To give an idea of how the Temples fared with just this first month of revenue at just under $1,000, the Internal Revenue Service’s “Statistics of Income” for 1917 show that nearly half of all returns (bear in mind that the income tax, first temporarily introduced during the Civil War, was brought back permanently in 1913 in the face of declining revenues as the Prohibition of alcohol was becoming more of a certainty and which was fully implemented a century ago this year) were by those reporting incomes of between $1,000 and $2,000.
If the Temples’ royalty payments were to have remained at $995 a month for an entire year (and they certainly did not as new wells were drilled and production increased), in other words at roughly $12,000 for the year, this would have put them in the top 5% of household income in the country.
To get some perspective, 47% of filers had reported income of $1,000-2,000; another 24% were between $2,000 and $3,000; 16% from $3,000-$5,000, 8% from $5,000-$10,000; and 3% between $10,000-$25,000. At the extreme end, there were only 141 filings with incomes over $1,000,000 and only 864 for those with amounts between $300,000 and $1,000,000.
Also noteworthy is that the average tax rate was just a bit over 6%, though the nation’s entry into the First World War just before the Temple well was brought into production meant a massive increase in tax rates to raise revenue.
As for the Temple lease, eventually some two dozen wells were drilled. Some were dry, but many were producers, including some gushers. The biggest was #9, brought into production just over a century ago in spring 1919, and, at one point, producing 30,000 barrels per day. That meant royalties of some $4,000 a day for the Temple family, though production did not remain that high for long.
In any case, the Temples made a significant amount of money from the lease, with the bulk of it apparently coming in the first five years or so. The Montebello field provided to be a relatively short-lived one in terms of heavy production and that looks to have diminished significantly by the mid-1920s.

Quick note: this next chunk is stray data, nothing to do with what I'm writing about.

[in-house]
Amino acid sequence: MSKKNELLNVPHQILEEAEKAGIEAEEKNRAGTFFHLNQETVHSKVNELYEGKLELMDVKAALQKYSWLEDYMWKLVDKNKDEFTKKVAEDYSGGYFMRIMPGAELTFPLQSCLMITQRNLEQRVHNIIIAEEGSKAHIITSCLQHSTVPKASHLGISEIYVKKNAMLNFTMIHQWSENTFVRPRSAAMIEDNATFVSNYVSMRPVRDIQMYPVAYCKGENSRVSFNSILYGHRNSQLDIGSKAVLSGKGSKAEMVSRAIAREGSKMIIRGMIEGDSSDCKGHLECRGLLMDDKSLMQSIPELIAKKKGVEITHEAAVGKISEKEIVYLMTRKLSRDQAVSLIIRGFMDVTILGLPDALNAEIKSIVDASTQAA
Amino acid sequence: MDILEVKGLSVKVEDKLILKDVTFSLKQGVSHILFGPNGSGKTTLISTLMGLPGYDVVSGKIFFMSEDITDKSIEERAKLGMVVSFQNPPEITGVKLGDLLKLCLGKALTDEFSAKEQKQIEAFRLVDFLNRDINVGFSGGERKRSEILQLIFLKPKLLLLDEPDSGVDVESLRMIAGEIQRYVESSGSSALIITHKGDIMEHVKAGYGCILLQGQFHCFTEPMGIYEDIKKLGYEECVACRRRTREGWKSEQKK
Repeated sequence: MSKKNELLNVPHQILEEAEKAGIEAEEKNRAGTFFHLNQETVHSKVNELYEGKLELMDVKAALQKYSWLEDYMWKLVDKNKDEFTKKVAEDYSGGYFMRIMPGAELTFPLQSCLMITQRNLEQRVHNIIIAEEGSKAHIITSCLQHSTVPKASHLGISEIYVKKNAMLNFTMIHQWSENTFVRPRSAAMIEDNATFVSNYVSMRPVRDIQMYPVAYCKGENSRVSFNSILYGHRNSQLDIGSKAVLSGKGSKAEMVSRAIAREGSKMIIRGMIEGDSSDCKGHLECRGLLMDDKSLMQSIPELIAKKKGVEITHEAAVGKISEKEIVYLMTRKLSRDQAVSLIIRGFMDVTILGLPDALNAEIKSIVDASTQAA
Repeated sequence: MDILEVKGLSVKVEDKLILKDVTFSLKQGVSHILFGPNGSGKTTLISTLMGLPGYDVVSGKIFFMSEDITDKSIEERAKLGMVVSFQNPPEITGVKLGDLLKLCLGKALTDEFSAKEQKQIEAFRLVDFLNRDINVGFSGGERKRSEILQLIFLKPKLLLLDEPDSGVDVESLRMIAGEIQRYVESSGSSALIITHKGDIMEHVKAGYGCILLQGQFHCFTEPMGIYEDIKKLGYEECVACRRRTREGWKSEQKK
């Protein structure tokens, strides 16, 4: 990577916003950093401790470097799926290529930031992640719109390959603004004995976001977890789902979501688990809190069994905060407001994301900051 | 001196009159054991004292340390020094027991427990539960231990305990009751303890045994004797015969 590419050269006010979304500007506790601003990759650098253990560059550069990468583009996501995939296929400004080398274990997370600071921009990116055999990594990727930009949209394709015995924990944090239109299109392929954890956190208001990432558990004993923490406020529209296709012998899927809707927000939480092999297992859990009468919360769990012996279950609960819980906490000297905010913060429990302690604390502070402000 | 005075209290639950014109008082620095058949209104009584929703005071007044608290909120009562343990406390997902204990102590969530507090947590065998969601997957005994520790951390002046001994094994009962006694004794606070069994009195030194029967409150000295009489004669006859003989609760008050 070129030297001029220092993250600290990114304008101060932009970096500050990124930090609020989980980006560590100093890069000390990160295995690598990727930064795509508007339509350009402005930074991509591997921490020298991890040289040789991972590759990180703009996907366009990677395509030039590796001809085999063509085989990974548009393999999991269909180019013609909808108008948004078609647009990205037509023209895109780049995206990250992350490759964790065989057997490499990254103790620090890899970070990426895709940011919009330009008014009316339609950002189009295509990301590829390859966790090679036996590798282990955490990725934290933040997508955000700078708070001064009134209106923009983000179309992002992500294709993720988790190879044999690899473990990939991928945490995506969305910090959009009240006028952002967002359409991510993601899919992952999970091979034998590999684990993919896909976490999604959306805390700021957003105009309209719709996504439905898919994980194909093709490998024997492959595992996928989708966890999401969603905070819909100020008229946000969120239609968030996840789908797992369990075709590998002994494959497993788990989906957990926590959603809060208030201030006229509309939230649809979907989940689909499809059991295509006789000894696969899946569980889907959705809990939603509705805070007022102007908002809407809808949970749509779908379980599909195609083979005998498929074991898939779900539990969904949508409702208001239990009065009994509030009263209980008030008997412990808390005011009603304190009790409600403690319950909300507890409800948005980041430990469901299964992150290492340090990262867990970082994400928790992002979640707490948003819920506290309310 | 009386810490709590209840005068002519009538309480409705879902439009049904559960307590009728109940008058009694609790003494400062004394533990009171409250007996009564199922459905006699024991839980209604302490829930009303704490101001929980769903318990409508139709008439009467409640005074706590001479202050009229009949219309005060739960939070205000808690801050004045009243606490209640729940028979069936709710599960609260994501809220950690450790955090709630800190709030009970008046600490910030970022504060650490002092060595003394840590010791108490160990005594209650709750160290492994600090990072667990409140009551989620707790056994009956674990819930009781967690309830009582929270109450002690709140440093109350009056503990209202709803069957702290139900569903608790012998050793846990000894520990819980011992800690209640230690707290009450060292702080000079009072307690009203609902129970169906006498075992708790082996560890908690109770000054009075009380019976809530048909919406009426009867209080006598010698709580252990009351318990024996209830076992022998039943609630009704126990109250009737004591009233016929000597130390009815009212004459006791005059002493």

Unfortunately, Walter Temple not only pursued independent oil prospecting in several areas in greater Los Angeles, as well as in Alaska, Texas and Mexico, but jumped into real estate development, another speculative field, in Los Angeles, San Gabriel, Alhambra and other locales, with his largest project being the creation of the Town of Temple, renamed Temple City in 1928.
Then, there were the significant sums invested in the Workman Homestead, acquired in November 1917, several months after the first Montebello well was brought in. The renovation of the Workman House, rehabilitation of the nearly-destroyed El Campo Santo Cemetery, remodeling of the 1860s brick wineries, and, most significantly, the building from 1922-27 of La Casa Nueva involved large expenditures.
With oil revenue dropping and expenses rising dramatically, the decision was made in 1926 to sell bonds for in-process real estate development projects and a loan to finish La Casa Nueva. The real estate market softened, oil projects failed to yield sufficient returns, and the financial condition of the Temples worsened significantly by the end of the decade.
In spring 1930, months after the New York stock market crash that ushered in the Great Depression, Walter Temple liquidated his Temple City holdings, lost the Montebello oil property, and leased the Homestead while moving to Ensenada in Baja California to save money. When banks failed on a massive scale in 1932, the Homestead, the last of Temple’s holdings, was lost to foreclosure.
This document is one of many that help us understand Walter Temple’s finances in that fifteen year period from 1917 to 1932 when he made and lost a fortune—hardly a unique story in the ups and downs that defined much of America during that period.